Author Archives: Kiara Johnson

Why do we puff and pant during exercise?

forrest gump runningDo you ever drive past and look at people running along and think “How do they make it look so easy? How come their not puffing and panting? How can they run for 2 hours and I can only run for 2 minutes? ” The key is oxygen!

When we are exercising our muscles require oxygen (delivered via the blood flow) to work. Therefore it’s our body’s ability to uptake and deliver oxygen to the muscles so we can continue exercising. A fitter person can extract oxygen from the blood much more efficiently than an unfit person. By undertaking an endurance training program your muscles develop a greater ability to uptake and deliver more oxygen therefore you can work for longer durations and at higher intensities.

There are two reasons which effect oxygen transport in the body and therefore affect your endurance performance. One reason for this limitation to endurance performance is the steps involved in the oxygen delivery from the air to the muscles and the other is the steps involved in the extraction and utilization of oxygen by the exercising muscles.

So the reason why those people you see running around the parks barely look like they are raising a sweat (and their breathing rate) is simply because they can use oxygen better! The key to improving oxygen uptake and delivery to your exercising muscles is endurance training and lots of it.

Get tough and stronger than ever with some Strong Man Training

Strong Man TrainingStrong Man Training


Strong man training involves exercises that target all muscle groups. It often involves carrying, pushing or pulling heavy awkward objects. The obvious benefit by using all major muscle groups is burning more calories but there are also the psychological benefits; participants advocate an increase in mental toughness and confidence.

Strong man training complements specific sports and labouring disciplines, involves high core stability and grip strength demands and is a fun/novelty factor.

The training can be practiced by everyone but can be challenging for novice athletes and is difficult to progressively overload.

Here are some practical strong man training exercises that you can easily perform:

The Tyre Flip:

Strong Man Tyre FlipStart of with a small tyre to practice technique then try and get your hands on a heavier tyre by contacting a tyre company to push around the backyard. There isn’t a single muscle group that is not worked in this exercise so those calories will be burning like there is no tomorrow! This exercise must be done explosively so use a tyre that is not too heavy. Get hands under the tyre and keep your back straight. Use lower body, lower back to traps not biceps as prime movers.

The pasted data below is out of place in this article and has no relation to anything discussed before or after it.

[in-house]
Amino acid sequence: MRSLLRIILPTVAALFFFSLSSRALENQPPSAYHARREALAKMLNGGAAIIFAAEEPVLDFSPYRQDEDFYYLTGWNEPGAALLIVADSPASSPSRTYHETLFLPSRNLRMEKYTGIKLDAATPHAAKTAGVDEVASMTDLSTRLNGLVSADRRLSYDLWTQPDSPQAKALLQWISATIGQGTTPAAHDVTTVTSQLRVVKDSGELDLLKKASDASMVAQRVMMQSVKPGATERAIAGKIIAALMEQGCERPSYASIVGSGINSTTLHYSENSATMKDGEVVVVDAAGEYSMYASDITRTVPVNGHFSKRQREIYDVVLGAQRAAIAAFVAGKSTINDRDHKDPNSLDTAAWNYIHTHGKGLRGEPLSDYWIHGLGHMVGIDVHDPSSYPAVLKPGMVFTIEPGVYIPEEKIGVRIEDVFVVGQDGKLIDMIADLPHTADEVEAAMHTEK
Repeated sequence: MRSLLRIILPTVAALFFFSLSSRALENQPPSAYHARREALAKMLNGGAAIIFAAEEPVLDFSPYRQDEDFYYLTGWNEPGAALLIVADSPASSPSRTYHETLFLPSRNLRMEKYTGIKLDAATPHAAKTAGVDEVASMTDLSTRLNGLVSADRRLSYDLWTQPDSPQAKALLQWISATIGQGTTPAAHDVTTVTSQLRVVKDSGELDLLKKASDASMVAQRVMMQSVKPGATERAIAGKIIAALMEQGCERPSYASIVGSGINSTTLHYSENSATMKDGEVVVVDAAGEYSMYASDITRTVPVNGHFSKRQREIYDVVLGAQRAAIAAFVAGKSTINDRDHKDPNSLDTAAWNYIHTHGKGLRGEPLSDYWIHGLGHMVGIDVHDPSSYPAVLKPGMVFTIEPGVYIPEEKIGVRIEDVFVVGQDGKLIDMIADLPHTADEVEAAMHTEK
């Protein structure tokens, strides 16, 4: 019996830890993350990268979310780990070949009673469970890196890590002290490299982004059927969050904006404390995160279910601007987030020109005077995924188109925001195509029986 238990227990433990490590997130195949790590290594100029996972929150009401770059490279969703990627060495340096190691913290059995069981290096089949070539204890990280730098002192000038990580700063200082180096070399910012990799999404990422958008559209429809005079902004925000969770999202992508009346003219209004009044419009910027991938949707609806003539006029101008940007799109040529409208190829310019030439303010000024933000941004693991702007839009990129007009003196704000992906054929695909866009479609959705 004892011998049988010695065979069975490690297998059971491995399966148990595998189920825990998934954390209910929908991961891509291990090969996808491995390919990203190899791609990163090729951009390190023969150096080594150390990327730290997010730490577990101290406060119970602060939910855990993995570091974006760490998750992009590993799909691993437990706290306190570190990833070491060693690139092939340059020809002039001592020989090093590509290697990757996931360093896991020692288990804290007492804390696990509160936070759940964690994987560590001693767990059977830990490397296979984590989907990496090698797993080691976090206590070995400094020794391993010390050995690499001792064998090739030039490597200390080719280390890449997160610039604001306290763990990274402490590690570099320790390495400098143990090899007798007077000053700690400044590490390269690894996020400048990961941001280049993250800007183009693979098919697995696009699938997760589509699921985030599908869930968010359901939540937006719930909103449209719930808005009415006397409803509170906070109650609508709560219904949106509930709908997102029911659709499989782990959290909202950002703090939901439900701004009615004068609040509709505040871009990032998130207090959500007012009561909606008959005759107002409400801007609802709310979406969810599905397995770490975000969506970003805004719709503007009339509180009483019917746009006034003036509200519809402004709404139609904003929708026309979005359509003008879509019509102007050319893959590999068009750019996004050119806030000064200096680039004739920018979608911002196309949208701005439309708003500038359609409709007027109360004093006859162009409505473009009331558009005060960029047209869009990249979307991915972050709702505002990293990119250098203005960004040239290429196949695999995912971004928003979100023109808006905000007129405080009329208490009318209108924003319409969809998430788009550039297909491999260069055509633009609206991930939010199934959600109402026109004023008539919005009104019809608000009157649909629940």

Farmers Walk:

Strong Man Farmers WalkThis is a great exercise to improve muscular endurance, anaerobic capacity, and grip, upper back and oblique strength. Try and find an awkward object around the house or a heavy pair of dumbbells to use.

Rope Pulling:

Strong Man Rope PullingTie a weight or something else heavy to a rope which is about 10 m long. Stand in a squat position with one end of the rope (weighted end up the other end) and pull the weight towards you.

View images at original source:,

Get explosive with Plyometric Training on Super Dooper Tuesday!

Jump Squat PlyometricsThis is the first in our Super Dooper Tuesday series from our sports science Guru, Kiara Johnson. We hope you enjoy it. Stay tuned for coming weeks and if you have any questions about this topic leave a comment below.

Also if you have a topic you would like Kiara to research let us know!

Have you attempted a few fun runs before and would now like to improve your performance? Well I have the perfect solution for you… Plyometrics!

Research has shown that undertaking plyometric training at least once per week can significantly improve 5 and 10 km running performance.

Plyometrics refers to exercise that enables a muscle to reach maximum force in the shortest possible time. The muscle is loaded with an eccentric (lengthening) action, followed immediately by a concentric (shortening) action. Think about a rubber band, you will create more force if you stretch it (lengthening action), followed by flicking it (not at anyone of course!).

All plyometric exercises involve 3 phases. The first phase is the pre-stretch where elastic energy is generated and stored. The second phase is the time between the end of the pre-stretch and the start of the shortening muscle action. The shorter this phase is, the more powerful the subsequent contraction will be. The third and final phase is the actual muscle contraction i.e. the powerful throw or jump.

There are a range of exercises involved from basic to more advanced exercises. An example of a basic plyometric exercise is skipping; a medium difficulty exercise is squat jumps and an example of a more advanced exercise is depth jumps. Be very cautious when implementing these types of exercises as there is a risk of injury if not done properly.

So ask your trainer to add some plyometric training to your program!

To view some great basic images of plyometric training at their original source follow this link: